So how do we “learn to listen to reason again”? Obviously it would help to educate ourselves and be encouraging of those who do use more reasoned approaches to issues, while discouraging those who rely on other techniques. Garvey feels if enough people—a critical mass—get wise to the “persuasive” techniques used on us in the marketplace and community, there’s hope. If people understand what’s happening, they’ll get angry about being so tricked by others, usually for money or political gain. That anger, he admits somewhat paradoxically, will rise to the defense of reason. “It’s in a kind of measured, focused, thoughtful anger that a strategy of struggle lies,” he says at the end of his book.
The media can be influential here as well, and certainly in the past was relied on to act as a check on corporate and government power, by digging for facts and exposing the lies. But given what’s happened to traditional media’s funding in the past decade, the resources for investigations have dried up. The people-hours we saw applied in the movie Spotlight to expose the Catholic Church’s massive cover-up of abuse by priests just couldn’t happen anymore.
Who has the largest newsroom in BC? The government. This is not limited to BC. On government and corporate beats, journalists have to work with or try to stick-handle their way around “communications” people who work to control the message. Labour statistics from 2011 show there were four PR professionals for every journalist in Canada.
It’s not a good situation.
But it makes David and me and Focus writers even more determined to produce well-reasoned, fact-based analyses of issues—sometimes even investigative reports that take months of work. We don’t have all the facts, or the final word on anything, but what we report on might move this community closer to a clear understanding of what is going on—whether it be on sewage or seniors, pipelines or railways—so better decision-making stands a chance.
In this edition, David Broadland’s investigation of how politics rather than facts lay behind our current sewage treatment “debate” illustrates the severe impact on a community that starting with false premises can have. Besides the waste of money ($70 million spent so far with a billion-plus to come), oft-repeated falsehoods about contamination have blinded us to the more serious sources of toxic contamination of near-shore waters.
The billions of dollars at stake in the sewage solution are a precious resource. If the citizenry is not properly informed about the evidence, those billions are likely wasted—misdirected from helping solve other problems in our community, like homelessness, seniors care, and climate change.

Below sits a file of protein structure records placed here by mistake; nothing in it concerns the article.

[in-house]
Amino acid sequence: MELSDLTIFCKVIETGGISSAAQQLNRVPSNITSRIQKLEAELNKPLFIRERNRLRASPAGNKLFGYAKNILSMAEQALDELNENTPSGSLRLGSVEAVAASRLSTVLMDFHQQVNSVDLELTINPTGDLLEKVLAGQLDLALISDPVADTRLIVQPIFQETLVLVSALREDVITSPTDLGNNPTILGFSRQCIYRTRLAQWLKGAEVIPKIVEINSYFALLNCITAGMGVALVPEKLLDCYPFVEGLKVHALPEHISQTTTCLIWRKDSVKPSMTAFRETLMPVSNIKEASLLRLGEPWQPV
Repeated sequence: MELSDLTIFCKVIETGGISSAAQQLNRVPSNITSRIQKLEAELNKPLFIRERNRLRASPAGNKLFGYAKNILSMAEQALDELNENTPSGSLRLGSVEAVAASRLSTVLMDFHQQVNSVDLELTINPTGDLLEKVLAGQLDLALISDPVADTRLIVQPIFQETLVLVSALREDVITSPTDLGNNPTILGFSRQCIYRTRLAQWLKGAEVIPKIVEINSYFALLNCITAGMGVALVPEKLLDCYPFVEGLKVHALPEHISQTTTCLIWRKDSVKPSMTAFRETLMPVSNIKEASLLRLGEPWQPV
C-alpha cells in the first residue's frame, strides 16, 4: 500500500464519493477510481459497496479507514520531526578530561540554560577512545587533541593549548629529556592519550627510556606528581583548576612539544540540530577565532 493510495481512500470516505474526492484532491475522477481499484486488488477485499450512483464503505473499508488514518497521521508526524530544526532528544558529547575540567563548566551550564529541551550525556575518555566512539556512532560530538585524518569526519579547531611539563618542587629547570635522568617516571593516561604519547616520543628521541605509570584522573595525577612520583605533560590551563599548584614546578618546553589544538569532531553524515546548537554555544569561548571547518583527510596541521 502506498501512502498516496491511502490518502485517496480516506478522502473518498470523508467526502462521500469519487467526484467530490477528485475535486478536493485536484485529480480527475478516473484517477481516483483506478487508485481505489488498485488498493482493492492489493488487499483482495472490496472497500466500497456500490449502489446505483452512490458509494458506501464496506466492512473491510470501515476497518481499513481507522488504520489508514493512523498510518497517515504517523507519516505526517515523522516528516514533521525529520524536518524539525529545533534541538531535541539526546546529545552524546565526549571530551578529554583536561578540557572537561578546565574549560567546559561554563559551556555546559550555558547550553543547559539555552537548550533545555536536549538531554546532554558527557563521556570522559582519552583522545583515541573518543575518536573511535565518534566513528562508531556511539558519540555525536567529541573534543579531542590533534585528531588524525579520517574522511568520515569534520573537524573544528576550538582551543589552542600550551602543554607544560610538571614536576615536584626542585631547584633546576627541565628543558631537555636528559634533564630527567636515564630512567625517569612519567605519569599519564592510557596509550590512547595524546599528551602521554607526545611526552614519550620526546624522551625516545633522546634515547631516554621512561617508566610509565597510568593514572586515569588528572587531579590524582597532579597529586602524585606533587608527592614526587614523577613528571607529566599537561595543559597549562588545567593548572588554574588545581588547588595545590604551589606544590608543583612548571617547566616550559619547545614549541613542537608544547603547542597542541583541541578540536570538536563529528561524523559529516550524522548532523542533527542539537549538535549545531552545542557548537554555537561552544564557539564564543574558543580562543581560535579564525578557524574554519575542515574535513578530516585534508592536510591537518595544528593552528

When facts are not the sole basis for decision-making we get ourselves in trouble. We also get in trouble if we don’t follow democratic principles. The public needs to be involved in decision-making, so it needs to be granted all the facts and all the “logic” used along the way. Too often the facts are mediated through layers of politicians, bureaucrats and spin doctors, and sometimes simply buried out of sight. Consent is manufactured, engineered, rather than won through reason.
I’ll end with a thought from one of my favourite philosophers. Asked about what lessons he would like to pass on to future generations by a BBC interviewer in 1959, Bertrand Russell, then 87, said he’d like to say two things—one intellectual, one moral. “The intellectual thing is, when you are studying any matter…ask yourself only what are the facts and what is the truth that the facts bear out. Never let yourself be diverted either by what you wish to believe or by what you think would have beneficent social effects if it were believed. Look only and solely at the facts.”
The other lesson, the moral one, was this: “Love is wise, hatred is foolish. In this world which is getting more and more closely interconnected, we have to learn to tolerate each other, we have to learn to put up with the fact that some people say things we don’t like…If we are going to live together and not die together, we must learn a kind of charity and a kind of tolerance…”
Something also worth reflecting on over summer.
Leslie Campbell is the editor of Focus. You can find the interview with Bertrand Russell on Youtube—but he also wrote some great books. Have a wonderful summer.